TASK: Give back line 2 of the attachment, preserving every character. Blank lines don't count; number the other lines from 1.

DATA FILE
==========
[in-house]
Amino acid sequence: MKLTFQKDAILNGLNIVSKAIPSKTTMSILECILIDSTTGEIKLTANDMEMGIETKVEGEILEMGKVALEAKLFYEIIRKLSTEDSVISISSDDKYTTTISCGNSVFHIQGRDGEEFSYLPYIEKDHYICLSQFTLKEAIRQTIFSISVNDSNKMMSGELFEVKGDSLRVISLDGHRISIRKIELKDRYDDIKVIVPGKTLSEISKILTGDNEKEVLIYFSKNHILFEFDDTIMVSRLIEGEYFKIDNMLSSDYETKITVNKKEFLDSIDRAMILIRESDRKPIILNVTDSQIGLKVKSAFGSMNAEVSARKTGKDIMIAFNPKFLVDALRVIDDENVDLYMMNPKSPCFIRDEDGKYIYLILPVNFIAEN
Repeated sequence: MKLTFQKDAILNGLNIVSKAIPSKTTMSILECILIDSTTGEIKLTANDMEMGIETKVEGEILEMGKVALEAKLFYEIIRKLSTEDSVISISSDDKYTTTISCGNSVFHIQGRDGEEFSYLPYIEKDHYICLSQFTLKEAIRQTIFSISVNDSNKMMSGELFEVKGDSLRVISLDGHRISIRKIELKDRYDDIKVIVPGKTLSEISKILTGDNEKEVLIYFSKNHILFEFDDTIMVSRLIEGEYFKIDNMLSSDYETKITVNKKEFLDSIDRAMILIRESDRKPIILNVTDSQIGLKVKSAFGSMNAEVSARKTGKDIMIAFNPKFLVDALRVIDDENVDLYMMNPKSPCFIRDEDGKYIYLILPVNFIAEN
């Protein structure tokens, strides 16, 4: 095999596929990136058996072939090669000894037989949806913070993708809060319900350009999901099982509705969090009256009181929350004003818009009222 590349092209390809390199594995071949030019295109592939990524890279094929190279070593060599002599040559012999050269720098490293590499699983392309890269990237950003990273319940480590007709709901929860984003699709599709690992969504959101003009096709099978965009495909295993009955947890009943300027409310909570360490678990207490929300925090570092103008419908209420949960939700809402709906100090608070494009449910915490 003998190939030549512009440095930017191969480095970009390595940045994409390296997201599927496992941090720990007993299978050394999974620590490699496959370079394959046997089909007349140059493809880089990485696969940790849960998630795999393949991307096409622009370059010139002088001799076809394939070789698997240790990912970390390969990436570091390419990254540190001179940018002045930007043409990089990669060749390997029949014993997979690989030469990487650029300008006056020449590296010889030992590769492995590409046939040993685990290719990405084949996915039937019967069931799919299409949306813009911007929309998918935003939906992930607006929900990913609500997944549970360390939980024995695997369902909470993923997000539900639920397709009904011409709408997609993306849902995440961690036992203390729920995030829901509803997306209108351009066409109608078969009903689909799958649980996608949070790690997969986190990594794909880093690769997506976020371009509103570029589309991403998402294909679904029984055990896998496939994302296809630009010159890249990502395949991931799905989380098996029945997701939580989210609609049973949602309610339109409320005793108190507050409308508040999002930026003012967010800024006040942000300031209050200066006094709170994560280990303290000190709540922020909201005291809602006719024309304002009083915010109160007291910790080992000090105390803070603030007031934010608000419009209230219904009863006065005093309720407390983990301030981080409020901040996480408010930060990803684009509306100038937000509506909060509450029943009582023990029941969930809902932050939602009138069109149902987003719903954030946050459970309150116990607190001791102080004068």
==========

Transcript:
Amino acid sequence: MKLTFQKDAILNGLNIVSKAIPSKTTMSILECILIDSTTGEIKLTANDMEMGIETKVEGEILEMGKVALEAKLFYEIIRKLSTEDSVISISSDDKYTTTISCGNSVFHIQGRDGEEFSYLPYIEKDHYICLSQFTLKEAIRQTIFSISVNDSNKMMSGELFEVKGDSLRVISLDGHRISIRKIELKDRYDDIKVIVPGKTLSEISKILTGDNEKEVLIYFSKNHILFEFDDTIMVSRLIEGEYFKIDNMLSSDYETKITVNKKEFLDSIDRAMILIRESDRKPIILNVTDSQIGLKVKSAFGSMNAEVSARKTGKDIMIAFNPKFLVDALRVIDDENVDLYMMNPKSPCFIRDEDGKYIYLILPVNFIAEN